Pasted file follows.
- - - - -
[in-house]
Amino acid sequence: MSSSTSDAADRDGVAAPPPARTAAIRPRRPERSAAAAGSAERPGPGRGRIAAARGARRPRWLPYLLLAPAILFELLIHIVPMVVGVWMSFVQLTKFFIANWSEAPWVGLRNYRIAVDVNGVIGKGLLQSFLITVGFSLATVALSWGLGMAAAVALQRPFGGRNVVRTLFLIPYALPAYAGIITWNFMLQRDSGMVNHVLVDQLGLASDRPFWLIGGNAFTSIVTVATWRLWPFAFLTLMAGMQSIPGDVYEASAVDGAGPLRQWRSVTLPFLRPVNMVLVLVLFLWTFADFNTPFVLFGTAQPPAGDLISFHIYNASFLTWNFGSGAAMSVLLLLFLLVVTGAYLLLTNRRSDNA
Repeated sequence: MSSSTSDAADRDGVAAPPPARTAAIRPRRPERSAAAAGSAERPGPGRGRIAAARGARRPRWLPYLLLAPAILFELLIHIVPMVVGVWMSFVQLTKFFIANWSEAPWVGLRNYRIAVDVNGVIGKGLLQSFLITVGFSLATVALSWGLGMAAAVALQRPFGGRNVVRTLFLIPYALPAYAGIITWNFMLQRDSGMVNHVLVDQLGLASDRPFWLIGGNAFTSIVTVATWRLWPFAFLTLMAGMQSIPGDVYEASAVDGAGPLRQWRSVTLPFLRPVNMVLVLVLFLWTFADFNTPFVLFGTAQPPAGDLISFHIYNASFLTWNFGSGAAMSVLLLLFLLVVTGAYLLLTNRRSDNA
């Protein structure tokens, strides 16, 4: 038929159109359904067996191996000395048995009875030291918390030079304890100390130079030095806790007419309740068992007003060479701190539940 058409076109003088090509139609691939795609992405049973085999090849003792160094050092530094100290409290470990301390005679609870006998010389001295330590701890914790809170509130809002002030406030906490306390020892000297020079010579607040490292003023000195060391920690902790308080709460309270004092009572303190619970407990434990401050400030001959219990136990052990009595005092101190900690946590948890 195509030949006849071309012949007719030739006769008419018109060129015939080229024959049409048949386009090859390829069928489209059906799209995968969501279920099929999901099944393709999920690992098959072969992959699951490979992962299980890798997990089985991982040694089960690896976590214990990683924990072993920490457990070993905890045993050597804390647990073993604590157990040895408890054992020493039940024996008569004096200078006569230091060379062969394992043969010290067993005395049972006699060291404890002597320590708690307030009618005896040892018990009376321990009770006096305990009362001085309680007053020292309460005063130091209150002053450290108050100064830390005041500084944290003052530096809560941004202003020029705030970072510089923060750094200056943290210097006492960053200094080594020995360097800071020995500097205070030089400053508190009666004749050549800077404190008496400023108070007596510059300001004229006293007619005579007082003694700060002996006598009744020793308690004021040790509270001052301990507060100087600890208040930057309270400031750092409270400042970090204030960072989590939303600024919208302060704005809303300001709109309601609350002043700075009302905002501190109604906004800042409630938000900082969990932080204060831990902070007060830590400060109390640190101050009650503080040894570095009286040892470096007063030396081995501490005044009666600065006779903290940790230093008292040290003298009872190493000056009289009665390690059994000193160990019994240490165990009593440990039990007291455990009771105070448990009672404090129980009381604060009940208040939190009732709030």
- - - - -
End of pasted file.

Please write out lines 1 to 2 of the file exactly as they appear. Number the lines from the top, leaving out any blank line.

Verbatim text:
[in-house]
Amino acid sequence: MSSSTSDAADRDGVAAPPPARTAAIRPRRPERSAAAAGSAERPGPGRGRIAAARGARRPRWLPYLLLAPAILFELLIHIVPMVVGVWMSFVQLTKFFIANWSEAPWVGLRNYRIAVDVNGVIGKGLLQSFLITVGFSLATVALSWGLGMAAAVALQRPFGGRNVVRTLFLIPYALPAYAGIITWNFMLQRDSGMVNHVLVDQLGLASDRPFWLIGGNAFTSIVTVATWRLWPFAFLTLMAGMQSIPGDVYEASAVDGAGPLRQWRSVTLPFLRPVNMVLVLVLFLWTFADFNTPFVLFGTAQPPAGDLISFHIYNASFLTWNFGSGAAMSVLLLLFLLVVTGAYLLLTNRRSDNA